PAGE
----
Review: Arab Israeli chef makes sumptuous culinary activism in ‘Breaking Bread’

A woman at a kitchen table with a teacup and a plate of cookies.
Nof Atamna-Ismaeel in the documentary “Breaking Bread.”
(Cohen Media Group)

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It may not be so quixotic as to suggest the Middle East conflict could be resolved over a plate of creamy hummus, but the vibrant culinary documentary “Breaking Bread” nevertheless makes a mouthwatering case for dinner table diplomacy.

With personable microbiologist-turned-celebrity chef Nof Atamna-Ismaeel serving as exuberant tour guide (she was the first Palestinian Muslim Arab to win Israel’s “MasterChef” competition), the film’s centerpiece is her three-day A-Sham festival, an annual gathering of paired Jewish and Arab Israeli chefs who collaborate on special menu items served at 35 Haifa eateries.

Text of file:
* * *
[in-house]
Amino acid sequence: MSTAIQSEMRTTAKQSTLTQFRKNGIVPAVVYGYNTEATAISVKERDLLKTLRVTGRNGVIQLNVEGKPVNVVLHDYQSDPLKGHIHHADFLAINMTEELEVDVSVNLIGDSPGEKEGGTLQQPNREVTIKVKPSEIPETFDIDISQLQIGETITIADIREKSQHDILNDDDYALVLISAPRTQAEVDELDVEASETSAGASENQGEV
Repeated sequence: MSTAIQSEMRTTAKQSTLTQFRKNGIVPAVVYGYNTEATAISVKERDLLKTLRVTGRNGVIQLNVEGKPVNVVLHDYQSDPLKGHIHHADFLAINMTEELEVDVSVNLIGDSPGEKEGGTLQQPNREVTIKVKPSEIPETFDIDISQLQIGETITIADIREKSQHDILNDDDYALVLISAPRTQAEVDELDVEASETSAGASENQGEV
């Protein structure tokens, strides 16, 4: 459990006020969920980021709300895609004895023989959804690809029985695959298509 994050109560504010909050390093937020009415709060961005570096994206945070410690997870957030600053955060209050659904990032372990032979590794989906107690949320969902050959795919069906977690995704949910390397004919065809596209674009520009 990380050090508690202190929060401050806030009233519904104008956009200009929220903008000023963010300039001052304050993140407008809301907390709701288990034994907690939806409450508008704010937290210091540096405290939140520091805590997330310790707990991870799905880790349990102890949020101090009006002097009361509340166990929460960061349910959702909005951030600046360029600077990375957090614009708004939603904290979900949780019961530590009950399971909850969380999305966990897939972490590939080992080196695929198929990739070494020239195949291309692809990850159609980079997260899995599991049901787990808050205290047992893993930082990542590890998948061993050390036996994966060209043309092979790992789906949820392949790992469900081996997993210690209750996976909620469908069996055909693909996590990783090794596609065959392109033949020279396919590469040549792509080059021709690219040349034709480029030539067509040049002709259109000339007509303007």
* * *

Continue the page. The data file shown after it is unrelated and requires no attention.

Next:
Among them: Shlomi Meir, whose 60-year-old Eastern European restaurant was founded by his late grandfather, and Ali Khattib, whose specialties honor his grandmother’s Syrian heritage, with both sharing a passionate appetite for discovering new flavors and techniques as well as the firm belief that there’s no room for politics in the kitchen.

Given those cramped prep spaces, it’s enough of a challenge to turn out the sheer variety of items on display, but Los Angeles-based Beth Elise Hawk, making her directorial debut, ensures cinematographer Ofer Ben Yehuda is poised to capture every delectable entrée, from mussakhan (Palestinian roasted sumac chicken atop a bed of caramelized onions) to Atamna-Ismaeel’s manti (delicate lamb dumplings), with alluring, food porn precision.

And that’s not counting the various manifestations of hummus, which proves as versatile as Bubba Gump shrimp.

Although the indefatigable Atamna-Ismaeel concedes that there are places in Israel that are not as culturally enlightened as cosmopolitan Haifa, she has adopted the late Anthony Bourdain’s contention that “food may not be the answer to world peace, but it’s a start” as her life’s mission, one dish at a time.

‘Breaking Bread’

In English and Hebrew with English subtitles

Not rated

Running time: 1 hour, 25 minutes

Playing: Starts Feb. 4, Landmark Nuart, Los Angeles